Sony SCD-1 Super Audio CD/CD player Measurements, SACD player
But it is as a Super Audio CD player that audiophiles will judge the SCD-1. How does it measure up?
Fig.13 shows its replay response at -3dBFS (footnote 2) with the "standard" output setting (lower traces above 40kHz) and with the "custom" setting (upper traces). DSD can certainly be seen to offer the promised extended HF response. Measuring channel separation was difficult due to the high levels of ultrasonic noise present. But playing an 80kHz tone at 0dBFS in the left channel and performing a wide-bandwidth 1/3-octave spectral analysis on the right-channel analog output gave the result shown in fig.14: a slight blip at 80kHz at -105dBFS can be seen disturbing the otherwise smooth ultrasonic rise in the noise-floor curve, which is nothing to get worried about.
Fig.13 Sony SCD-1, balanced SACD frequency response at -3dBFS with "standard" (bottom) and "custom" (top) output settings. (Right channel dashed, 5dB/vertical div.)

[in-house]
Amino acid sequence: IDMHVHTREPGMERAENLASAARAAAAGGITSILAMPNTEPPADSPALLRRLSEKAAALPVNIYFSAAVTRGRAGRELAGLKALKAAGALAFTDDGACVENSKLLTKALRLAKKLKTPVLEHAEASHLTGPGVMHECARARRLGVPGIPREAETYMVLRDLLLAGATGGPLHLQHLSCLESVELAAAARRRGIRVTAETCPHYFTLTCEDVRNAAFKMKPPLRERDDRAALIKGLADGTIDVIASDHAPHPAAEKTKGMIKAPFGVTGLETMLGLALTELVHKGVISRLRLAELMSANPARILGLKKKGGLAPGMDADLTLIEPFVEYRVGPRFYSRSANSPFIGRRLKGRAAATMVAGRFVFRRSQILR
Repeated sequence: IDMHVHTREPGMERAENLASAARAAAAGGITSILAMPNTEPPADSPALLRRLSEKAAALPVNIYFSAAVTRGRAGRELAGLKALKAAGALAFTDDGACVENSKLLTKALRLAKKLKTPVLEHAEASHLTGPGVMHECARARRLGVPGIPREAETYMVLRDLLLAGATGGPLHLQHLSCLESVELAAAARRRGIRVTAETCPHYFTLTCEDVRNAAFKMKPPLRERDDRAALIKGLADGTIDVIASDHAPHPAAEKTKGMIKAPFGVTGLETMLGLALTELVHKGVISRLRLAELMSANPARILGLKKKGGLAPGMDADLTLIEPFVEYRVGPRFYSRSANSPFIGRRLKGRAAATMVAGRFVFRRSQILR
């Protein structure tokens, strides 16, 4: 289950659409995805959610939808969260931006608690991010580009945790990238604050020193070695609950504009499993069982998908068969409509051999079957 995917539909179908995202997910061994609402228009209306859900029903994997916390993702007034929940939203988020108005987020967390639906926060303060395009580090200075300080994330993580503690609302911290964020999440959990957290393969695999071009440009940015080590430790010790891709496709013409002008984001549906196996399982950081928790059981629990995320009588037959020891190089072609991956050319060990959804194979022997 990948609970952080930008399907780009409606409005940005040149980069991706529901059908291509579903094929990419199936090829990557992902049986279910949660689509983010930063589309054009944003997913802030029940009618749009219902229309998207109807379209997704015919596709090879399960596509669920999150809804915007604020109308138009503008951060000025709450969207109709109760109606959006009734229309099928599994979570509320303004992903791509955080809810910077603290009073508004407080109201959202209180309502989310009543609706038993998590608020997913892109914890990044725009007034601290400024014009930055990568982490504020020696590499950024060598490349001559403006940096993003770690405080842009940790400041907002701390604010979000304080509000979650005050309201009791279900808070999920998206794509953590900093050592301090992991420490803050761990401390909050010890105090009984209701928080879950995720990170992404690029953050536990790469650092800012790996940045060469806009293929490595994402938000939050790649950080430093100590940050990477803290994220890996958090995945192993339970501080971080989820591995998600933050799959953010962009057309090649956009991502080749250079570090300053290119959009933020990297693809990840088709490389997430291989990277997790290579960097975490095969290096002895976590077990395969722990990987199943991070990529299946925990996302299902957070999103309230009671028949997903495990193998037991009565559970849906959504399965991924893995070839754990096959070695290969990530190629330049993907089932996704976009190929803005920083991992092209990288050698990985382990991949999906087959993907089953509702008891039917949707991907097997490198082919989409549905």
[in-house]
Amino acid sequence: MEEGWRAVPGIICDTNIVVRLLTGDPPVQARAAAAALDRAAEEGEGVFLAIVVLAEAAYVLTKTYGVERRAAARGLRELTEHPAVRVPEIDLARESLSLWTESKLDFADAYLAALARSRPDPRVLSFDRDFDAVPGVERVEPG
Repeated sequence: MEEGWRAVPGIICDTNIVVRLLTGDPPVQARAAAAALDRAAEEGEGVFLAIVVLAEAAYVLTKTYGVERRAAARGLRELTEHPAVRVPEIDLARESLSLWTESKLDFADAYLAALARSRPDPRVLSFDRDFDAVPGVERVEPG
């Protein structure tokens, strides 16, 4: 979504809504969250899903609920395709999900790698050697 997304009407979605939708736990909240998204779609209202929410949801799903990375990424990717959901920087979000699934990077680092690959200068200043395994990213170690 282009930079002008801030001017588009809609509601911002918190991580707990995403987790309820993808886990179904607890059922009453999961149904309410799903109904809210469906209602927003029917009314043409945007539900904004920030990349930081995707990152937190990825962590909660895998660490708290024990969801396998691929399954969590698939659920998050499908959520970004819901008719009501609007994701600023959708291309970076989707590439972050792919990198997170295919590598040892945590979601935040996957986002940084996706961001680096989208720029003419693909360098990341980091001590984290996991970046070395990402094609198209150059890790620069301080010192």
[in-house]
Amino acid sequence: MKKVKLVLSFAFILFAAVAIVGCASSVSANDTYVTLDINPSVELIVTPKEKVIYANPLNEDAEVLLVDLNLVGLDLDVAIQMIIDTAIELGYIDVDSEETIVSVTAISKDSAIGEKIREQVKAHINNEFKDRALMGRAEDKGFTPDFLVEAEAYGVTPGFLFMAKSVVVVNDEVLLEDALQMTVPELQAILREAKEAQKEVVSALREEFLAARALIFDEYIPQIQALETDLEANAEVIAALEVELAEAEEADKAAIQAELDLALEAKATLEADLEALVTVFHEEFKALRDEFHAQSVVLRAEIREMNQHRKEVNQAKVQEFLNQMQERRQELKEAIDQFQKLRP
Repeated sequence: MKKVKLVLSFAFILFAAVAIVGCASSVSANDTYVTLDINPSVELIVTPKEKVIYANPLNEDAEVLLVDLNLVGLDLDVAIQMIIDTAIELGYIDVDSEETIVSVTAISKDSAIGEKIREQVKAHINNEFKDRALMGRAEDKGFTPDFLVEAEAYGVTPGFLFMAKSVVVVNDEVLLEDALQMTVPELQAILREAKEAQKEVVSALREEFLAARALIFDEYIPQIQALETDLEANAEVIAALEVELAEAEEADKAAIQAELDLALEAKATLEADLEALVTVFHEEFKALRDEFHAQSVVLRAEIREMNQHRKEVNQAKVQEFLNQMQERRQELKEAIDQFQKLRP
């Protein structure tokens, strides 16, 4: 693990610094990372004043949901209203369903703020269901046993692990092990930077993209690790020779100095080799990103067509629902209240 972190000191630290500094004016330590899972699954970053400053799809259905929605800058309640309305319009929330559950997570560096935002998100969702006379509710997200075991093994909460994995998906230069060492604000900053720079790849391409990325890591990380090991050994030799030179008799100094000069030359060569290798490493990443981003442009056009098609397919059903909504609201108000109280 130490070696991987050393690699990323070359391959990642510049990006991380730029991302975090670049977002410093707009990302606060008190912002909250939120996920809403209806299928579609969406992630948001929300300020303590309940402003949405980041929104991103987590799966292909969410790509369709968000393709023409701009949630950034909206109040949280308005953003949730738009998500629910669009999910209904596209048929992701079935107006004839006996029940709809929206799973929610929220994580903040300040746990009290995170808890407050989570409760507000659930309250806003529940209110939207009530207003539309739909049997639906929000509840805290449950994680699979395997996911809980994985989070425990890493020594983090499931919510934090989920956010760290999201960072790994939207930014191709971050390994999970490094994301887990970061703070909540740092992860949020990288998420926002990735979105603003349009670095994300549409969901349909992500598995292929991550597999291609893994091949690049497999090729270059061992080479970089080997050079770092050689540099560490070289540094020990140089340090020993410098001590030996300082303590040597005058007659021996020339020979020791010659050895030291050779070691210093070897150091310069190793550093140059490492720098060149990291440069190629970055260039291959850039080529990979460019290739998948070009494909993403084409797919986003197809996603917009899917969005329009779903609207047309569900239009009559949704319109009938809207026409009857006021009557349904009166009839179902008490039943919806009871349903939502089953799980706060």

Fig.14 Sony SCD-1, balanced crosstalk SACD spectrum, right, undriven channel analyzed, left channel driven with 80kHz at 0dBFS (10dB/vertical div.).
As indicated in the sidebar, DSD involves very aggressive noise-shaping to achieve its baseband dynamic range. This can be seen in fig.15, which shows wideband 1/3-octave spectral analyses of the player's right-channel output while it plays back 1kHz tones at -60dBFS and -120dBFS (!) (footnote 3). There are two plots for each signal, one taken with the "standard" output setting, the other with the usually blanked-off "custom." There is a significant amount of ultrasonic noise present in each case, though the standard setting provides about 10dB greater filtering at 100kHz.
Fig.15 Sony SCD-1, right-channel spectra of 1kHz tones at -60dBFS and -120dBFS, with noise and spuriae, DSD data. (1/3-octave analysis, "standard" output setting bottom at 80kHz.)
Footnote 2: 0dBFS for a SACD is defined as 50% of the theoretical maximum DSD signal level.
Footnote 3: The test SACD has tones going down in 10dB steps to -160dBFS!